Drawing on our business transformation and technology development expertise, we developed a solution design that can support any number of key behaviors or objectives at a departmental or organizational level – if these can be defined, then they can almost certainly be incorporated. Perhaps the most significant feature of the design is the ability of the app to provide metrics, both at team and individual level, with suggestions at the manager level as how to improve low scoring attributes. It is this feedback functionality that is so important to being able to measure and sustain required changes in work behaviors.
While this may seem unnecessarily complicated and expensive, with agile development techniques, a Minimum Viable Product (MVP) can be created in a matter of weeks using commercially available software products. This can be developed in iterations as required. For our Oil and Gas client, a working MVP was successfully deployed within a month.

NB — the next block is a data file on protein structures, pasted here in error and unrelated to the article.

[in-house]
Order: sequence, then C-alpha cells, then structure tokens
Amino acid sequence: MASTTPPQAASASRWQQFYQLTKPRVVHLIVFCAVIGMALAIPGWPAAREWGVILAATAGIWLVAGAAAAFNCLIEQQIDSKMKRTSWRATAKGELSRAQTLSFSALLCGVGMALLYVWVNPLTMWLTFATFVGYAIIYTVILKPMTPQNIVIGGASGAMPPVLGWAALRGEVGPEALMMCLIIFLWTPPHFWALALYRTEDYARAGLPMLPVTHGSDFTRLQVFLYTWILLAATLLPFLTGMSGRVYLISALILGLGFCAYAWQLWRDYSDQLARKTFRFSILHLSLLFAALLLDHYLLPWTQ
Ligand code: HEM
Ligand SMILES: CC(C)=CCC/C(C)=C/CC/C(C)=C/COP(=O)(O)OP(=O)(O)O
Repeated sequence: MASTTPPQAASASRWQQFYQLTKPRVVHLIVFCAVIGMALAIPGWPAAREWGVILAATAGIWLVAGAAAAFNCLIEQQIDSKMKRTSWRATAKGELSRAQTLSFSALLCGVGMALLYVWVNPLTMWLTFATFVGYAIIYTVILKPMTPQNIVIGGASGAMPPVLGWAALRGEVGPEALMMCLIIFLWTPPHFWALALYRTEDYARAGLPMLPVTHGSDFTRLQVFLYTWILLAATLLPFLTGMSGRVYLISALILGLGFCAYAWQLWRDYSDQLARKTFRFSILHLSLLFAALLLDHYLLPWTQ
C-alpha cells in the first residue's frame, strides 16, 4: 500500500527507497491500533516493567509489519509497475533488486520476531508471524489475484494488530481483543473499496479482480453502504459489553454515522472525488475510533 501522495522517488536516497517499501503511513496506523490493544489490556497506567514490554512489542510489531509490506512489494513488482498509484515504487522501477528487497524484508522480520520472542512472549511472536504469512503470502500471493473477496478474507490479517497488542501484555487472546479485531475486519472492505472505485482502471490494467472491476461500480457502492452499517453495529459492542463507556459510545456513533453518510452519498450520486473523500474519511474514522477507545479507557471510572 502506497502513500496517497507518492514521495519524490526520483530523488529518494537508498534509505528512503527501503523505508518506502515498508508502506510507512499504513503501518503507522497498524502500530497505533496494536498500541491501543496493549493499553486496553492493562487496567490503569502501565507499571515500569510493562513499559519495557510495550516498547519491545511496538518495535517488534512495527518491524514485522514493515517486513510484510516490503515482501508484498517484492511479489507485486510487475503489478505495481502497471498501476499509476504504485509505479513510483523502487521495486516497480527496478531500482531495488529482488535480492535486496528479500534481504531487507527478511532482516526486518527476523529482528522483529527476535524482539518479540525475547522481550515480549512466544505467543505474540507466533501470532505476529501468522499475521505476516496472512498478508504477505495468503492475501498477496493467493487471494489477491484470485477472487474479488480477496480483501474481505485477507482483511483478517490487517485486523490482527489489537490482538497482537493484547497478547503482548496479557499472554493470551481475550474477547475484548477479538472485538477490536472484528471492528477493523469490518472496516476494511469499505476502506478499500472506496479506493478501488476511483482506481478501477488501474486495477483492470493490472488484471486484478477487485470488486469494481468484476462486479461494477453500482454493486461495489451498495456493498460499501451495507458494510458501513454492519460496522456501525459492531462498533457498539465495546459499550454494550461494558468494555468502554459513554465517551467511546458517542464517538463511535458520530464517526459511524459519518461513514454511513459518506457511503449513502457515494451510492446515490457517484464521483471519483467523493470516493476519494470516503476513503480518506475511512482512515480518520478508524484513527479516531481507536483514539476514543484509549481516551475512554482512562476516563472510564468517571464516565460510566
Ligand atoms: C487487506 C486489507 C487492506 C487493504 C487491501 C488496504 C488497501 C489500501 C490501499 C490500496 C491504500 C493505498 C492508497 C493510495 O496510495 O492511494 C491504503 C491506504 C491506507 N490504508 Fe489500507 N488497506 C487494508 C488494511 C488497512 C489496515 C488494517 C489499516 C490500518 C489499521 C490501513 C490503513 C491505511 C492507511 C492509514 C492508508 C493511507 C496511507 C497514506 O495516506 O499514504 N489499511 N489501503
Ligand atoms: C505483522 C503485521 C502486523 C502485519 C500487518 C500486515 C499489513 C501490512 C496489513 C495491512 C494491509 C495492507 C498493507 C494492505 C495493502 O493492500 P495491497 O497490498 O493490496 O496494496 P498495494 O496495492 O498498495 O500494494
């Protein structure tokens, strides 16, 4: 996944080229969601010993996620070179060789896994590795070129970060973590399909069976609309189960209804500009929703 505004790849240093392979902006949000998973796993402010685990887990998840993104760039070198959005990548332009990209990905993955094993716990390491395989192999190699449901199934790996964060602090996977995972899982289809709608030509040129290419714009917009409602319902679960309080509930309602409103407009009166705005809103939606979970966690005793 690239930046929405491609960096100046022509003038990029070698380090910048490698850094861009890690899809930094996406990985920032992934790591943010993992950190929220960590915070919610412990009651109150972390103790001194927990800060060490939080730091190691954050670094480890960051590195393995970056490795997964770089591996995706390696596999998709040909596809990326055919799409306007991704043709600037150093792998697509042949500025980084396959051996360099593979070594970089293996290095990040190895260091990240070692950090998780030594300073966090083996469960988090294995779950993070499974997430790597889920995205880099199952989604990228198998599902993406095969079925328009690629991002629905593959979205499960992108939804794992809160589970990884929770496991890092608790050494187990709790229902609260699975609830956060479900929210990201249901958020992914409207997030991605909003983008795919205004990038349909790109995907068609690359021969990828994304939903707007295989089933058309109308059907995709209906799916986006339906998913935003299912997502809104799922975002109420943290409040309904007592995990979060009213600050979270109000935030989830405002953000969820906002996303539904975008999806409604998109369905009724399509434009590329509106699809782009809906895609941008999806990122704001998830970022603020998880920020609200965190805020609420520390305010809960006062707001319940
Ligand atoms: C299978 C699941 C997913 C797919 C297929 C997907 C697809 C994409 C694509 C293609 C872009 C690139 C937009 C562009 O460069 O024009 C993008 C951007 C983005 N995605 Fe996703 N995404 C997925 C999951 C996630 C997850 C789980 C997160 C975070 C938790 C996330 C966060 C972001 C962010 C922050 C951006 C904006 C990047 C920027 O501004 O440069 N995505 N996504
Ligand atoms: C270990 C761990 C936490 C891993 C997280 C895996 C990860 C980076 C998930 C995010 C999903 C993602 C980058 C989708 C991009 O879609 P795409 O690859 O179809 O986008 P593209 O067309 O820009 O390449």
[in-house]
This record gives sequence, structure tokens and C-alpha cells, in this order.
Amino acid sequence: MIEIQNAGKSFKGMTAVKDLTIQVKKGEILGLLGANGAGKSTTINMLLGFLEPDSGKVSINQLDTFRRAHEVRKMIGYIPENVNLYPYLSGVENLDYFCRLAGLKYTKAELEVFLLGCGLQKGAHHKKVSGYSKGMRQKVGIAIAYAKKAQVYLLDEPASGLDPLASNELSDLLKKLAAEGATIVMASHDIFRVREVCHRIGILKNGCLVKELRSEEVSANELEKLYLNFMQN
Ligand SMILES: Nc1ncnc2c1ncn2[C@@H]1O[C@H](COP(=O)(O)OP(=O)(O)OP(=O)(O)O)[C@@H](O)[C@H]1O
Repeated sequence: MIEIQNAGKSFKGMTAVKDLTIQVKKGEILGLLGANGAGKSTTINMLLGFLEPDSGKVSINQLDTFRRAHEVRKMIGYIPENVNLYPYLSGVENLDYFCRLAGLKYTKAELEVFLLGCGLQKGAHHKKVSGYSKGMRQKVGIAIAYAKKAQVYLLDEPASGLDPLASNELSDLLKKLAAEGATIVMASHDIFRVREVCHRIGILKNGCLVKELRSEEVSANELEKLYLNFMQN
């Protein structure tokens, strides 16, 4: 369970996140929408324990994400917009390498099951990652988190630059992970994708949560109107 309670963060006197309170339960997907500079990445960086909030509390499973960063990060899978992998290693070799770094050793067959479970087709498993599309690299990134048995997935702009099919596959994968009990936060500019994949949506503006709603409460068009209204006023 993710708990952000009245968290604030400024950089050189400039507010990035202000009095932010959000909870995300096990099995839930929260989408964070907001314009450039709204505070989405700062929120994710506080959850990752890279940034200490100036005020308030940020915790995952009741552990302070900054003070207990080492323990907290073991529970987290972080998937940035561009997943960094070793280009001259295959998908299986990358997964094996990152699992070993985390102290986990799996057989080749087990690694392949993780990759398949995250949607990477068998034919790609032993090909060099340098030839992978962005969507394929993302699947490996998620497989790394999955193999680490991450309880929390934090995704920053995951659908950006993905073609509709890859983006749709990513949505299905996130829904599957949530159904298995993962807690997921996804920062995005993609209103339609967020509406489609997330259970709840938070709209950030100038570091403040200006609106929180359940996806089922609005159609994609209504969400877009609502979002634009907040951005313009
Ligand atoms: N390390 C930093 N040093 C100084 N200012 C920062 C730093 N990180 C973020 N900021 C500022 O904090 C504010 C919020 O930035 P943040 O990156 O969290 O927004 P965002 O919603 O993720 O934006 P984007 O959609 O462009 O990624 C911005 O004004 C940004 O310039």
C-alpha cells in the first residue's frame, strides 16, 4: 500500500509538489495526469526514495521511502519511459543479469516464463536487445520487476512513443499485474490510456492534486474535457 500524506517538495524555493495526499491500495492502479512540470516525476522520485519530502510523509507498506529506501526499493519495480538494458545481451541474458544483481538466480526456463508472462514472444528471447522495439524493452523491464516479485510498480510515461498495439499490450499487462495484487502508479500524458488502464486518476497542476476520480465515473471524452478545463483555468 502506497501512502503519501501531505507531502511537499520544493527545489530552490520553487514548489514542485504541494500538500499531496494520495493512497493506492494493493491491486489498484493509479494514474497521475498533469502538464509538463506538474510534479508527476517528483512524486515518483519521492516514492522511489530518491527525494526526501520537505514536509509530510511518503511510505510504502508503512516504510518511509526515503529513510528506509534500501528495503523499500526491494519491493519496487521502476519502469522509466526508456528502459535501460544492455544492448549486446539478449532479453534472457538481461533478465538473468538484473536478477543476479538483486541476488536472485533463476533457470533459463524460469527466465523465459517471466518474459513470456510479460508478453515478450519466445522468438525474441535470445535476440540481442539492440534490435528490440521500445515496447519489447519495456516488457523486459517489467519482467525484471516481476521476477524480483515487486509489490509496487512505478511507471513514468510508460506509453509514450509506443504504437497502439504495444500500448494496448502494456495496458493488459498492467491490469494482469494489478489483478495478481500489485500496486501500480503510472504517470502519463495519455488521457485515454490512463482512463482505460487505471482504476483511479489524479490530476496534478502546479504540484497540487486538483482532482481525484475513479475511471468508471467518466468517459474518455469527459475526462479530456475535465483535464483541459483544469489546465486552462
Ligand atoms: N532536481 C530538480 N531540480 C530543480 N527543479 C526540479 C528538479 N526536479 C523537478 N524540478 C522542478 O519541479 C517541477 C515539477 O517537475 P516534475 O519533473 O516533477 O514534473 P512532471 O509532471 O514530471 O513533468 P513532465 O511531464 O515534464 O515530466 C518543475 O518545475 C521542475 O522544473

Sustainable Organizational Change is a Journey
Aside from any technology-related aspects, dealing with the human side of transformation is often an immense challenge in its own right. Used on its own, digital technology rarely provides the complete solution to any management problem, especially one involving business change.
The same is true with the Wipro collaborative behavior approach, but we now have a proven design that goes a long way to helping address a number of the key challenges of implementing sustainable organizational change. Using agile development methods, commercially available software and some innovative thinking, there are many potential solutions for organizational change that are quick and cost effective to develop and deploy.